Can chemo break your heart?

Can chemo break your heart?

Blindsided by a breast cancer diagnosis after a lump was discovered during her routine physical, 35-year-old Debbie Saurmann had a lot to think about.

At such a young age, the long-term impacts of the cancer therapies that were being used to save her life weighed heavily. For example, her chemotherapy regimen, known as HER-2 targeted therapy, can cause heart damage known as cardiotoxicity.

“I didn’t want to find out one day that chemotherapy broke my heart,” Saurmann says.

Other cancer treatments can increase the risk of congestive heart failure or coronary artery disease, the build-up of plaque on the walls of the arteries that supply blood to the heart. Radiation can also speed up the progression of coronary artery disease, making symptoms harder to recognize and increasing the likelihood of a heart attack.

“We don’t want to cure one thing, such as cancer, and damage another,” explains Dr. Marianna Krive, a cardio-oncologist at Advocate Health Care, who helps Saurmann monitor her heart health. “Some cancer treatments can lead to heart failure – during treatment, after remission or even many years later. That’s why, regardless of symptoms, it’s important to screen current patients and survivors so that we can protect their hearts for the long term.”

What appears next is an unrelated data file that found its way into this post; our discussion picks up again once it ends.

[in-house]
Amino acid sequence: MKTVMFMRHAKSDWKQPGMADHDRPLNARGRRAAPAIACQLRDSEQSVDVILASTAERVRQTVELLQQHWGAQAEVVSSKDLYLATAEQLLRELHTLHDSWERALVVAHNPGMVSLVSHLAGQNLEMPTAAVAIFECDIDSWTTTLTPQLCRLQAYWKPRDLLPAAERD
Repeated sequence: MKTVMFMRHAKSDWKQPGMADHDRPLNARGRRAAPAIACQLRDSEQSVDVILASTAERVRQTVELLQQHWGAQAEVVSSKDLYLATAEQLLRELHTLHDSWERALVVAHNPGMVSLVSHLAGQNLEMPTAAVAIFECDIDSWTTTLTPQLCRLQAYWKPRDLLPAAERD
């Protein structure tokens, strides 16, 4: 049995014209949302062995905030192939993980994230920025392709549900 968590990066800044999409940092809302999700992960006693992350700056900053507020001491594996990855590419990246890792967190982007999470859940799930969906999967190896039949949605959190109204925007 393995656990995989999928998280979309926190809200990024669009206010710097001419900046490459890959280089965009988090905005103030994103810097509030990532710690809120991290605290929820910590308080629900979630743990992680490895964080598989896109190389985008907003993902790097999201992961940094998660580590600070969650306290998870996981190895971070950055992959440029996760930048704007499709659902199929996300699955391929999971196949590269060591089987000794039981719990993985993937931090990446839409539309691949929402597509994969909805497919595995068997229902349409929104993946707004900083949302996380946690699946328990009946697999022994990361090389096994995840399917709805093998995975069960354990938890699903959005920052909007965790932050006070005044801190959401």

To minimize the risk of heart damage, there are steps that cancer patients and survivors can take.

First, be vigilant about signs of heart trouble – unusual shortness of breath, using extra pillows for easier breathing at night, abnormal swelling in the legs, or a dry cough that lasts a few weeks and isn’t related to allergies or a cold.

“Don’t blow it off,” Krive urges. “If something isn’t right, let your doctor know right away.”

Second, some people should consider regular screening like echocardiograms or ‘echos’ during and after their cancer treatment.

Third, work to strengthen your heart muscle through regular cardiovascular exercise. Krive suggests at least twenty minutes of brisk walking, running, or time spent on the elliptical, treadmill or bike. The protective benefits of exercise are most important the day before or the morning of a chemotherapy infusion.

Finally, some people may benefit from cardio-protective therapy, prescription medications taken during and after treatment.

“For a majority of patients, the risk is extremely low, but we’re trying to be protective and proactive,” Krive explains. “Your heart shouldn’t be a limiting factor to enjoying post-treatment life.”

Today, Saurmann is in remission. Her heart is strong. She joined a rowing team made up of other breast cancer survivors.

“There’s an unspoken connection when you’re out there on the water,” Saurmann says. “Even if it’s tough for you, you need to keep pushing for the rest of the women in your boat.”

It’s also why Saurmann wants to share her story, so that other women facing a breast cancer diagnosis won’t end up with a broken heart.

Want to learn more about your risk for breast cancer? Take a free online quiz here.

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One Comment

  1. Read this !! it’s interesting.

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About the Author

health enews Staff
health enews Staff

health enews staff is a group of experienced writers from our Advocate Health Care and Aurora Health Care sites, which also includes freelance or intern writers.